Pankaj Tyagi, deputy general manager (operations) at MM Auto and a resident of Gurgaon, said, “My company has units in Manesar and Udyog Vihar and it is a painstaking job for us as well as the workers to commute across the plazas. I hardly have any time left for my kids and family as traffic bottlenecks at the toll plazas take up all my time. It leads to domestic issues, too.”
Similarly, there are not many takers for office spaces in the towering buildings of Manesar IT Park. The developers say almost 90% office space at the park is unoccupied, thanks to the traffic bottlenecks at Kherki Daula toll and Hero Honda Chowk.
Launched in 2006 under the campus development scheme at Sector 8 of Industrial Model Township (IMT), the park was promoted by Haryana State Industrial and Infrastructure Development Corporation (HSIIDC) which allotted big-size plots (10 acres each) to private developers based on the Chinese walk-to-work model.
Real estate development major Shapoorji Pallonji has raised an info-city at the IT Park.
The firm, however, believes that the commutation woes along the Delhi-Gurgaon expressway put the prospective clients off.
Deevakar Anand and Leena Dhankhar, Hindustan Times Gurgaon,
Confusion over the speed limit on the Delhi-Gurgaon expressway has made it one of the most dangerous stretches in the National Capital Region (NCR). Surprisingly, the controlled-access expressway has two different speed limits for its Delhi and Gurgaon stretches. Nearly 430 commuters have lost their lives on the 18-kilometre portion of the expressway in Gurgaon since it inaugurated in January 2008, according to data available with the Gurgaon traffic police. Officials said the number of fatalities would be much higher if accidents that occurred on the remaining 10-km stretch of the expressway, that falls in Delhi, is included in the death toll.
Experts blame the lack of lane driving and minimal enforcement of speed limits by authorities as the main reason for the high number of casualties. The lack of clarity about speed limits on the highway is also another grey area.
While the Delhi stretch has the maximum speed limit of 70 kilometre per hour for light motor vehicles, it is 80 kilometre per hour in Gurgaon. “We had suggested authorities to have a uniform speed limit along the entire stretch of the expressway. However, these speed limits were finally decided by the traffic authorities of the respective states,” said a spokesperson of the toll operator Delhi-Gurgaon Super Connectivity Limited (DGSCL). Bharti Arora, deputy commissioner of police (traffic), Gurgaon, claimed her department did not have a role in deciding the speed limits on national highways. The risk of accidents goes up manifold as cars and buses run at an average speed of 100 kmph on the expressway, while there is no check on slow-moving vehicles such as two- wheelers and autos.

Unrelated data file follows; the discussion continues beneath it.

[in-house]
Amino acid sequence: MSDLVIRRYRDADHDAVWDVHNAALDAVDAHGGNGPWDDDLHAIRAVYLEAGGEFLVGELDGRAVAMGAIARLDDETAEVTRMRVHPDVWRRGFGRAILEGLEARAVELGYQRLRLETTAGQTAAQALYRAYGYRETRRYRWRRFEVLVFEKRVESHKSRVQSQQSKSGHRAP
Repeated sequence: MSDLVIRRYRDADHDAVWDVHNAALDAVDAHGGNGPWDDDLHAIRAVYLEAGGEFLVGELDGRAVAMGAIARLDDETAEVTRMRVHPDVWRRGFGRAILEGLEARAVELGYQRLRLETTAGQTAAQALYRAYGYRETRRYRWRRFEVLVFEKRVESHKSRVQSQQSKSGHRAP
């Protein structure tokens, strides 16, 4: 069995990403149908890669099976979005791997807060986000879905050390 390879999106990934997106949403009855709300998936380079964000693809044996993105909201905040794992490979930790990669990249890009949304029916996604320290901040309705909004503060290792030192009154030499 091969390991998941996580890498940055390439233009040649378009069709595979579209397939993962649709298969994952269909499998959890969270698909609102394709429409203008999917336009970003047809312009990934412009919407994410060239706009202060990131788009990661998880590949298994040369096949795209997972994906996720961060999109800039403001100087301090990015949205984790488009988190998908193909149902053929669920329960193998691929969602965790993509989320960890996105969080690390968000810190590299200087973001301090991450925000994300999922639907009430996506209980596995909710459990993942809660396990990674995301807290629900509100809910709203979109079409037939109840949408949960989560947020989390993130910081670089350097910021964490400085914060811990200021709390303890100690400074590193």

(The speed limit for light motor vehicles is 70kmph on the Delhi stretch of the e-way near Mahipalpur. HT photo)
On the issue of lax nforcement of speed limits and lane discipline, Arora said the traffic department has been prompt and regular in penalising offenders.
(On the Gurgaon stretch signages display a speed limit of 80 kmph near South City. HT photo)
Speed limit should not cross 60 kmph in city: Rohit Baluja
There is total confusion over speed limits on highways across the country and the Delhi-Gurgaon expressway, which is part of National Highway-8, is no exception.Under the Motor Vehicles Act, speed limits have to be notified by the government. In case of the Gurgaon expressway, I am curious how they derived the speed limit of 70 kilometres per hour and 80 kilometres per hour for the Delhi and Gurgaon stretches, respectively. The speed limits on highways and other roads ideally have to be decided on the basis of traffic engineering norms. According to this, the speed limit can be 15% less than the average speed of vehicles moving on that stretch. I doubt if the factors of traffic engineering have been considered while deciding the speed limit on the Delhi-Gurgaon expressway. Other factors that need to be taken into account for fixing a speed limit are the presence of junctions, petrol stations, pedestrian crossings, blind turns etc. Technically, there cannot be a fixed uniform speed on the entire stretch. Considering the facts that the Gurgaon expressway meanders through the heart of the city, has several exit points and slow moving two-wheelers and three-wheelers share the same space, the speed limit should not be more than 60 kilometre per hour instead of the present 80 kilometre per hour. Looking at the number of fatal accidents that have occurred on the stretch, the traffic police, toll operator or other agencies on behalf of the local authority should enforce speed limits strictly.
(Rohit Baluja, president, Institute of Road Traffic Education, Delhi)